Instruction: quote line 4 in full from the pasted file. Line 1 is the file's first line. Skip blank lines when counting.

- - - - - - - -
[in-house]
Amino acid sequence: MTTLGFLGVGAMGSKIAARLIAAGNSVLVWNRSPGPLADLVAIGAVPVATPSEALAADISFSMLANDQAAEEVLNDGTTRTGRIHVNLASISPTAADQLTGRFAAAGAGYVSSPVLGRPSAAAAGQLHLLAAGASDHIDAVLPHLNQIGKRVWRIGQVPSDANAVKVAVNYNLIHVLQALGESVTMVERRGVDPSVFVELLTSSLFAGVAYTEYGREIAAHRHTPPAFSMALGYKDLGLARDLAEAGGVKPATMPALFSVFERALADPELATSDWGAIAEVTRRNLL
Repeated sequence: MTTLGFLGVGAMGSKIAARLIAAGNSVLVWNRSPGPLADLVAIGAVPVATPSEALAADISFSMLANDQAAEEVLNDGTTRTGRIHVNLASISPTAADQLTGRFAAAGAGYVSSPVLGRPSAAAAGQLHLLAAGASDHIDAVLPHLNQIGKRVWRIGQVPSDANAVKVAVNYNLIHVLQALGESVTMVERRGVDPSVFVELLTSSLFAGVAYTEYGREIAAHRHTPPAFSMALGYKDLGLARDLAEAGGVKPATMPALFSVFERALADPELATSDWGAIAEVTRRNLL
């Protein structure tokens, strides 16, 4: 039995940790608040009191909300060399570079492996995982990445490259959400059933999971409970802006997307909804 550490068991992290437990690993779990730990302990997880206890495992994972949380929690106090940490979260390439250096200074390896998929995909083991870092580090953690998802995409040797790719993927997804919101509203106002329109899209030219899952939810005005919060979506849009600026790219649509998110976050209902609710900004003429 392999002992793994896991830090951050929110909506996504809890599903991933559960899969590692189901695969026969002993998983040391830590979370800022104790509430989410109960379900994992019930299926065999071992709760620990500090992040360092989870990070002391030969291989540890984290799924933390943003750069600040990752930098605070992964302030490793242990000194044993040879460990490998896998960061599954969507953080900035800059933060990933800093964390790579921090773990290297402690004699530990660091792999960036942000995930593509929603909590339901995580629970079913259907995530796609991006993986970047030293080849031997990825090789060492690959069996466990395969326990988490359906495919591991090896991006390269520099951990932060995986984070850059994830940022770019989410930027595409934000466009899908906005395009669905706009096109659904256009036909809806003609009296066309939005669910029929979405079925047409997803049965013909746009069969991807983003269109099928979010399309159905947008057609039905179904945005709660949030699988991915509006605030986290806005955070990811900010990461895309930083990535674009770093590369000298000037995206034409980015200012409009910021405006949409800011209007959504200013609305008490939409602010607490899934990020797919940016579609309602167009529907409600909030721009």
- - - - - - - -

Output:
């Protein structure tokens, strides 16, 4: 039995940790608040009191909300060399570079492996995982990445490259959400059933999971409970802006997307909804 550490068991992290437990690993779990730990302990997880206890495992994972949380929690106090940490979260390439250096200074390896998929995909083991870092580090953690998802995409040797790719993927997804919101509203106002329109899209030219899952939810005005919060979506849009600026790219649509998110976050209902609710900004003429 392999002992793994896991830090951050929110909506996504809890599903991933559960899969590692189901695969026969002993998983040391830590979370800022104790509430989410109960379900994992019930299926065999071992709760620990500090992040360092989870990070002391030969291989540890984290799924933390943003750069600040990752930098605070992964302030490793242990000194044993040879460990490998896998960061599954969507953080900035800059933060990933800093964390790579921090773990290297402690004699530990660091792999960036942000995930593509929603909590339901995580629970079913259907995530796609991006993986970047030293080849031997990825090789060492690959069996466990395969326990988490359906495919591991090896991006390269520099951990932060995986984070850059994830940022770019989410930027595409934000466009899908906005395009669905706009096109659904256009036909809806003609009296066309939005669910029929979405079925047409997803049965013909746009069969991807983003269109099928979010399309159905947008057609039905179904945005709660949030699988991915509006605030986290806005955070990811900010990461895309930083990535674009770093590369000298000037995206034409980015200012409009910021405006949409800011209007959504200013609305008490939409602010607490899934990020797919940016579609309602167009529907409600909030721009």